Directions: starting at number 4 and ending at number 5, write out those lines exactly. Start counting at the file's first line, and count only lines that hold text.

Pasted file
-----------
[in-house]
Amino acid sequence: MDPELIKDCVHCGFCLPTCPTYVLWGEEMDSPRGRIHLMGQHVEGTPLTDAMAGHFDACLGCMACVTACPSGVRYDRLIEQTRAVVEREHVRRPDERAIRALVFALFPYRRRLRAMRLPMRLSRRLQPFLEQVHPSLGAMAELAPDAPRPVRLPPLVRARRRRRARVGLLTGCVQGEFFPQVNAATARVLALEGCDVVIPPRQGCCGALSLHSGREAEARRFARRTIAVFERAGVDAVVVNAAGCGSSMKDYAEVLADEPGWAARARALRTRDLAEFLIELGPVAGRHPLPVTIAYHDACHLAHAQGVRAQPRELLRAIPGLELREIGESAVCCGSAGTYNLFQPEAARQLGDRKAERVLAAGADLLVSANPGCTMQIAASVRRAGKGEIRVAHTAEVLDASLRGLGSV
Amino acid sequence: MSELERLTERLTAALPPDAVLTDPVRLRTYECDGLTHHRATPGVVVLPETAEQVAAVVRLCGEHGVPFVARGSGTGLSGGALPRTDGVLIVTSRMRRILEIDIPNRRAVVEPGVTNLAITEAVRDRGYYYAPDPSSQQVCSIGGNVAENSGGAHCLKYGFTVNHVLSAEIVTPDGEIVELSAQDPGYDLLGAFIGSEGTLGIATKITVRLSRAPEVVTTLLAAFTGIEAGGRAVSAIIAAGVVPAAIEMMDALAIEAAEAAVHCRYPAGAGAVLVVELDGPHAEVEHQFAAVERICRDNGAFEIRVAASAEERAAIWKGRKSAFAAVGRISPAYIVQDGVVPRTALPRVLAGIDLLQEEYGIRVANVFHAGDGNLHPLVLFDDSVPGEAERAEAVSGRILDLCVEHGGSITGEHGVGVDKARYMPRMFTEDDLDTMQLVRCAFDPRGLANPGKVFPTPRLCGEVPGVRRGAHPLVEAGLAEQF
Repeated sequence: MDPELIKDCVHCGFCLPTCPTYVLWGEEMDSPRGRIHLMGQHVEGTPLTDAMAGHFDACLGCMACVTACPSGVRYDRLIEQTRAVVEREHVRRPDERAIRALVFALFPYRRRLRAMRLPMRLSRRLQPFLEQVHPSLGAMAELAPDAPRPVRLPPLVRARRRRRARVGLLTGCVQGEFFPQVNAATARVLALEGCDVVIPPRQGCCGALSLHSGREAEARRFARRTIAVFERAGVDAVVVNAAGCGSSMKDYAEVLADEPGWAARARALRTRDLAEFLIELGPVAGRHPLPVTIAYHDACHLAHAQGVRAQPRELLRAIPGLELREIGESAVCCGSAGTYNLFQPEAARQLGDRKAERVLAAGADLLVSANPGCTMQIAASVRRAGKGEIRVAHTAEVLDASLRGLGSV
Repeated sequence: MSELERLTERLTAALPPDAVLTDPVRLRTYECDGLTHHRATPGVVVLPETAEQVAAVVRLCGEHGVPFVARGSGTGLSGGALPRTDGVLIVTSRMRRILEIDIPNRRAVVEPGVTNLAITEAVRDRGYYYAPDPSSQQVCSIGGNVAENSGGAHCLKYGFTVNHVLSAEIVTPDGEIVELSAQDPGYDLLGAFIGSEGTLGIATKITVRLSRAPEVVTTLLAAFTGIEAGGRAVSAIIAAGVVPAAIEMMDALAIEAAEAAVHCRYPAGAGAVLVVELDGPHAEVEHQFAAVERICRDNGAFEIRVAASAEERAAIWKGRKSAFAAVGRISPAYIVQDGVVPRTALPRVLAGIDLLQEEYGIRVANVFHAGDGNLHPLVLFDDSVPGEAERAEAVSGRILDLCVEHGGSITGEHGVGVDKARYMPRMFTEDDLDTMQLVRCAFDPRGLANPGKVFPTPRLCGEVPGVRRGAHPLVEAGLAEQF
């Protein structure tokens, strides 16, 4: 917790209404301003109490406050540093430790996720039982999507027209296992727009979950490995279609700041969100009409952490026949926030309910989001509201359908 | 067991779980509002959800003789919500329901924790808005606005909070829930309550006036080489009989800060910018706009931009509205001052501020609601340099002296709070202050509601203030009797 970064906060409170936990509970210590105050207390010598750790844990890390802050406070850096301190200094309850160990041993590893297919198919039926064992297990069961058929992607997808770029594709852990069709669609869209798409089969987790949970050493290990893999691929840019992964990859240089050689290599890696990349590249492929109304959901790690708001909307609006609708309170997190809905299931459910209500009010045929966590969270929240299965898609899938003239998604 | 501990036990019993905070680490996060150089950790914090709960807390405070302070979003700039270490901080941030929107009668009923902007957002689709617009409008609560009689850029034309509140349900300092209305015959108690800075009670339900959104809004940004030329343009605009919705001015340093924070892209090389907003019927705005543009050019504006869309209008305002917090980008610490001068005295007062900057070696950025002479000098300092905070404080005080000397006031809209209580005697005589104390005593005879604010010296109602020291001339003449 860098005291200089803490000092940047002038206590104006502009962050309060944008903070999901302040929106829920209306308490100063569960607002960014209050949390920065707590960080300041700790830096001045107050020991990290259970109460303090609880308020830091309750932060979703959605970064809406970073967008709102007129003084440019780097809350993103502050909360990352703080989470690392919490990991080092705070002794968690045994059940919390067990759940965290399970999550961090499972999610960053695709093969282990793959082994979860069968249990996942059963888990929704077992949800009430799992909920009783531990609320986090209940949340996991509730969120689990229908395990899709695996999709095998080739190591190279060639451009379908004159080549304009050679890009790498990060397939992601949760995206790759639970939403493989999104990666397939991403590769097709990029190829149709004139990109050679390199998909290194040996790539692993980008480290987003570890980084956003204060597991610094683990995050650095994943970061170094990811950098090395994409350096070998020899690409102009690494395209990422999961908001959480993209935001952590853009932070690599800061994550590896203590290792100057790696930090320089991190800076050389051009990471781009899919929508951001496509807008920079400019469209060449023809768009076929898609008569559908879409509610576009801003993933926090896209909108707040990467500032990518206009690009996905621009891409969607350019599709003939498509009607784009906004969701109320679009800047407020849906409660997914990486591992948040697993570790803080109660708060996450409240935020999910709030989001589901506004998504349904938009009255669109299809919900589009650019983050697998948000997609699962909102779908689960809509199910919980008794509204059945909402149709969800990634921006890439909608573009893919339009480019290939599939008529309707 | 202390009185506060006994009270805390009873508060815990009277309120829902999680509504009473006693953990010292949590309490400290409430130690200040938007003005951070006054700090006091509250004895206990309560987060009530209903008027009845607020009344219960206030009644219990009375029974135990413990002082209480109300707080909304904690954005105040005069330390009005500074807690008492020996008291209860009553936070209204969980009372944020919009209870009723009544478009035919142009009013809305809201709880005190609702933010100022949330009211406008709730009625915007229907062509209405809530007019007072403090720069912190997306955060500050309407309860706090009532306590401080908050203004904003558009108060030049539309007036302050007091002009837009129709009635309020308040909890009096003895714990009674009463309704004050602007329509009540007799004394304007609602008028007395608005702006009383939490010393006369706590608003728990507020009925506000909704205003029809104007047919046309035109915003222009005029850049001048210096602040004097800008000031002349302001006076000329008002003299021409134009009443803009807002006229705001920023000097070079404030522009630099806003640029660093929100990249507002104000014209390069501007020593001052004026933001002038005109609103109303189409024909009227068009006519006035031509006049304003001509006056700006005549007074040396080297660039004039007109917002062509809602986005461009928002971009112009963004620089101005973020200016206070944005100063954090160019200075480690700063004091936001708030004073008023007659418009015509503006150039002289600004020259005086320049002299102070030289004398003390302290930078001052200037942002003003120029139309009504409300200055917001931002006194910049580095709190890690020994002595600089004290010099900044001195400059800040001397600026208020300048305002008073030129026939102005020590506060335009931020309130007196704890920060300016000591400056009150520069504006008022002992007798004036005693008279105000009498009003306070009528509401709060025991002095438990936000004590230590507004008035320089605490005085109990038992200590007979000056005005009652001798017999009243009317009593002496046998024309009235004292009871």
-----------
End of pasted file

Repeated sequence: MDPELIKDCVHCGFCLPTCPTYVLWGEEMDSPRGRIHLMGQHVEGTPLTDAMAGHFDACLGCMACVTACPSGVRYDRLIEQTRAVVEREHVRRPDERAIRALVFALFPYRRRLRAMRLPMRLSRRLQPFLEQVHPSLGAMAELAPDAPRPVRLPPLVRARRRRRARVGLLTGCVQGEFFPQVNAATARVLALEGCDVVIPPRQGCCGALSLHSGREAEARRFARRTIAVFERAGVDAVVVNAAGCGSSMKDYAEVLADEPGWAARARALRTRDLAEFLIELGPVAGRHPLPVTIAYHDACHLAHAQGVRAQPRELLRAIPGLELREIGESAVCCGSAGTYNLFQPEAARQLGDRKAERVLAAGADLLVSANPGCTMQIAASVRRAGKGEIRVAHTAEVLDASLRGLGSV
Repeated sequence: MSELERLTERLTAALPPDAVLTDPVRLRTYECDGLTHHRATPGVVVLPETAEQVAAVVRLCGEHGVPFVARGSGTGLSGGALPRTDGVLIVTSRMRRILEIDIPNRRAVVEPGVTNLAITEAVRDRGYYYAPDPSSQQVCSIGGNVAENSGGAHCLKYGFTVNHVLSAEIVTPDGEIVELSAQDPGYDLLGAFIGSEGTLGIATKITVRLSRAPEVVTTLLAAFTGIEAGGRAVSAIIAAGVVPAAIEMMDALAIEAAEAAVHCRYPAGAGAVLVVELDGPHAEVEHQFAAVERICRDNGAFEIRVAASAEERAAIWKGRKSAFAAVGRISPAYIVQDGVVPRTALPRVLAGIDLLQEEYGIRVANVFHAGDGNLHPLVLFDDSVPGEAERAEAVSGRILDLCVEHGGSITGEHGVGVDKARYMPRMFTEDDLDTMQLVRCAFDPRGLANPGKVFPTPRLCGEVPGVRRGAHPLVEAGLAEQF